Bill Luce Woodturner

Green Turned Bowls

 

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Green turned Bowls

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Recent Work

 

 

Much of my work is done with fresh green wood with which I deliberately utilize the natural distortion of the wood as it dries to alter and enhance the shape of the piece.  Through study of the movement of various woods as they dry, how the distortion is affected by grain orientation and wall thickness of the piece, and by controlling the drying process itself, I am able to have some influence over the final shapes the bowls take.  But with much variation in different woods, trees and even different wood from the same tree, the wood sometimes has the final say.

 

This is from my Lunar Landscapes in Holly series.  This is an example of an bowl with an organic quality that would not have been possible in a bowl with a foot.  With the larger pieces in this series such as this one, the addition of any non organic feature even such as a groove would have destroyed the power of suggesting this bowl could have been formed in nature.

 

 

This piece is a continuation of my Lunar Landscape in Holly series. It is a medium sized piece, with a groove along the rim to accentuate the fairly extreme rim movement while deliberately reducing the organic quality of the piece. In this case the groove works for me because it accentuates the sudden movement in the rim as it dried near the highest knot. In the more evenly balanced pieces in the same series, especially the larger pieces, I usually prefer the complete lack of added details such as a groove. The organic quality of this piece, to me, is still strong enough in spite of the groove due to the wrinkling of the wood as it dried, the stark white color, and the crunchy matte texture of the piece.
 

This bowl (round bottomed of course) was turned green. Each of the knots are centered in a flat facet on the bowl from the way the area around the knots deformed during drying.  To me this added both energy and interest to the piece.  The bowl has been highly sanded and carefully finished to show the wood as naturally as possible, as opposed to the way Monkey Puzzle or Norfolk Island Pine bowls are more commonly finished -- which is with a heavy oil finish that induces additional translucence at the expense of the clarity of the wood itself.  In this bowl the knots themselves are translucent forming "windows" of light in the bowl.  This bowl resides in the permanent collection of the Woodturning Center in PA.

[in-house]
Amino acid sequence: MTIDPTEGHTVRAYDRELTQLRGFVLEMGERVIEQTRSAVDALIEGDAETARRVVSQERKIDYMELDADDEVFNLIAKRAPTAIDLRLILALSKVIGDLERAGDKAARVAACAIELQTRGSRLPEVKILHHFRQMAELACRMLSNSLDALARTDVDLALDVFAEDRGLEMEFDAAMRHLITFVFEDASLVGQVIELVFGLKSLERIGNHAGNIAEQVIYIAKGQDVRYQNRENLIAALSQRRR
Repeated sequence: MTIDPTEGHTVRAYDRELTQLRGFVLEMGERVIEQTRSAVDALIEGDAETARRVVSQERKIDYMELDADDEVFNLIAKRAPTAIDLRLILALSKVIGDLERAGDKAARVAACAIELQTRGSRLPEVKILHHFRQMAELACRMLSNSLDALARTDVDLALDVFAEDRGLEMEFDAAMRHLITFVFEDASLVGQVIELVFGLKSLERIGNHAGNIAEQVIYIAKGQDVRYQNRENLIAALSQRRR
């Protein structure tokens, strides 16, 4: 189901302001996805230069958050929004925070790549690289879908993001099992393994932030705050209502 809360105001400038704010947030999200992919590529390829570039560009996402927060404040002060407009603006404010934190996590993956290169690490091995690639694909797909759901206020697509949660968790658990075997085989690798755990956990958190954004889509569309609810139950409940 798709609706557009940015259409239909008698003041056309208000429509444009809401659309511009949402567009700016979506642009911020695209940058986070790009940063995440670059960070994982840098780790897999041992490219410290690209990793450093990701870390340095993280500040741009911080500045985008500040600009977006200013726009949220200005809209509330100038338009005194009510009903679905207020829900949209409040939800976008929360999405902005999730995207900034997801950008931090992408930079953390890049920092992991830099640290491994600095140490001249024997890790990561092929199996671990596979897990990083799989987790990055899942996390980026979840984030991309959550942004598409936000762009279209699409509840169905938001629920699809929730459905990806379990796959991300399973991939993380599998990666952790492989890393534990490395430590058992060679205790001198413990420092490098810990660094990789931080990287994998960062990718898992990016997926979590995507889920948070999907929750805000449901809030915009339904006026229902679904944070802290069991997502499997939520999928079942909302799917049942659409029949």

Selene. Green turned holly bowl with a single raised bead.  This is not an illusion, the bowl and bead curve gracefully from the very intentional orientation of the wood.

 

 

Green turned cherry bowl with the natural edge.  The striking grain, the thin sapwood layer and the even elongation as the bowl dried help make the bowl successful.

 

 

This elongated bowl was from the largest diameter (33 inches) apple tree I have ever worked.  The tree had much decay, though, and most of the size of the original blank had to be discarded.


 

 

To date the largest of the series "Entropy."  Sometimes explorations in form require giving up tight control to allow for a looser kind of energy in the final piece. I learn what I can about the wood, but ultimately the material speaks for itself. I have worked with madrone burl extensively since 2000, and with this series of bowls the exploration is of the energy that the pieces project from the way they sit.  My goal here is a dramatic distortion and tilted sit of the bowl, but I have worked very hard to learn how to orient the burl wood in such a way that the final distortion does not reduce the strength of the overall statement of 'bowl.'  In simple terms, I am after a high energy tilt, lots of energy from mostly vertical wrinkling, but with a cohesiveness in the rim and overall shape.  The very deliberate intent here is to suggest "bowl", in constrast to work such as Christian Buchard's fabulous "baskets" which are based on the gourd shape.  With this series of mine the surface of the bowl is finely sanded before the drying process to provide visual clarity to the wood while not reducing the energy imparted by  the final wrinkled surface.

 
A smaller bowl in the same series.  Despite my best efforts, only a fraction of the pieces in the series dry to a final form that I feel is truly successful. But when they do,  I feel it was all worth the trouble.

 

 

A small footless bowl utilizing the voids and natural edge of a holly  burl.  The piece was completed and sanded before drying in order to preserve the slightly wrinkled surface.

 

 

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